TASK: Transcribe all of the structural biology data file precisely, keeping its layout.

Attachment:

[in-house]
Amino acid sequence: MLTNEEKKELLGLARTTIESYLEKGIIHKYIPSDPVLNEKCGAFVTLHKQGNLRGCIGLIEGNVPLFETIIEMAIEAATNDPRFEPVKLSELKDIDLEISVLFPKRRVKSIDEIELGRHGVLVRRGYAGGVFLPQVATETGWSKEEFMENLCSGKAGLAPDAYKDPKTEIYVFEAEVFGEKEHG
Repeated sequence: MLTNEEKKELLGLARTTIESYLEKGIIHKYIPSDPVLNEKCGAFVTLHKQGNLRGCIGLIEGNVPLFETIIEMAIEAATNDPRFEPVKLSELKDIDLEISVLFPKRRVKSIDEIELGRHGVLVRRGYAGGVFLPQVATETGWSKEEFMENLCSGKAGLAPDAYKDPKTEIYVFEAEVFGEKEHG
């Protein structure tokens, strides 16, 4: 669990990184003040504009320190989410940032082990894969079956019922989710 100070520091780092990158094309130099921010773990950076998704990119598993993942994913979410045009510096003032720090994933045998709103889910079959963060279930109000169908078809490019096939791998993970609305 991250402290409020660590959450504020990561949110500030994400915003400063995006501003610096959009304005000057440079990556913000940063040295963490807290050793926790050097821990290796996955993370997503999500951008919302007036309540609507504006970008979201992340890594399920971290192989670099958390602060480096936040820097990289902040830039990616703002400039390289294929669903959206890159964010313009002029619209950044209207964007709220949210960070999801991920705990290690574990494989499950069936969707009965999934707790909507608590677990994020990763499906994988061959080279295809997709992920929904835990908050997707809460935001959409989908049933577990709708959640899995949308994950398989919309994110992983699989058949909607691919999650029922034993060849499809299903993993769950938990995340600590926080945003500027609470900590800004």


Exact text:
[in-house]
Amino acid sequence: MLTNEEKKELLGLARTTIESYLEKGIIHKYIPSDPVLNEKCGAFVTLHKQGNLRGCIGLIEGNVPLFETIIEMAIEAATNDPRFEPVKLSELKDIDLEISVLFPKRRVKSIDEIELGRHGVLVRRGYAGGVFLPQVATETGWSKEEFMENLCSGKAGLAPDAYKDPKTEIYVFEAEVFGEKEHG
Repeated sequence: MLTNEEKKELLGLARTTIESYLEKGIIHKYIPSDPVLNEKCGAFVTLHKQGNLRGCIGLIEGNVPLFETIIEMAIEAATNDPRFEPVKLSELKDIDLEISVLFPKRRVKSIDEIELGRHGVLVRRGYAGGVFLPQVATETGWSKEEFMENLCSGKAGLAPDAYKDPKTEIYVFEAEVFGEKEHG
């Protein structure tokens, strides 16, 4: 669990990184003040504009320190989410940032082990894969079956019922989710 100070520091780092990158094309130099921010773990950076998704990119598993993942994913979410045009510096003032720090994933045998709103889910079959963060279930109000169908078809490019096939791998993970609305 991250402290409020660590959450504020990561949110500030994400915003400063995006501003610096959009304005000057440079990556913000940063040295963490807290050793926790050097821990290796996955993370997503999500951008919302007036309540609507504006970008979201992340890594399920971290192989670099958390602060480096936040820097990289902040830039990616703002400039390289294929669903959206890159964010313009002029619209950044209207964007709220949210960070999801991920705990290690574990494989499950069936969707009965999934707790909507608590677990994020990763499906994988061959080279295809997709992920929904835990908050997707809460935001959409989908049933577990709708959640899995949308994950398989919309994110992983699989058949909607691919999650029922034993060849499809299903993993769950938990995340600590926080945003500027609470900590800004």